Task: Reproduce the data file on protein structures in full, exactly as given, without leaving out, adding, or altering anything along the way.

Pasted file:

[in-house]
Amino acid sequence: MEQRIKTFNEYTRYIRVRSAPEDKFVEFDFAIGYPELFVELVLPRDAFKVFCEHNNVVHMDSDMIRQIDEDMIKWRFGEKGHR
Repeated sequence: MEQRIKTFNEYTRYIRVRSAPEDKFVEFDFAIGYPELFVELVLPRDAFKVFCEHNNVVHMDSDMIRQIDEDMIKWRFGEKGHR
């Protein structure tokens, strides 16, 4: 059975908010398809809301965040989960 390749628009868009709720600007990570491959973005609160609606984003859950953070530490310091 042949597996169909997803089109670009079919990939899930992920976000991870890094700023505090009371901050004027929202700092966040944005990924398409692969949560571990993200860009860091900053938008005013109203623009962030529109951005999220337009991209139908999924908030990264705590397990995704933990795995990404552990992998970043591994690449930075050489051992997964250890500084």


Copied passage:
[in-house]
Amino acid sequence: MEQRIKTFNEYTRYIRVRSAPEDKFVEFDFAIGYPELFVELVLPRDAFKVFCEHNNVVHMDSDMIRQIDEDMIKWRFGEKGHR
Repeated sequence: MEQRIKTFNEYTRYIRVRSAPEDKFVEFDFAIGYPELFVELVLPRDAFKVFCEHNNVVHMDSDMIRQIDEDMIKWRFGEKGHR
């Protein structure tokens, strides 16, 4: 059975908010398809809301965040989960 390749628009868009709720600007990570491959973005609160609606984003859950953070530490310091 042949597996169909997803089109670009079919990939899930992920976000991870890094700023505090009371901050004027929202700092966040944005990924398409692969949560571990993200860009860091900053938008005013109203623009962030529109951005999220337009991209139908999924908030990264705590397990995704933990795995990404552990992998970043591994690449930075050489051992997964250890500084």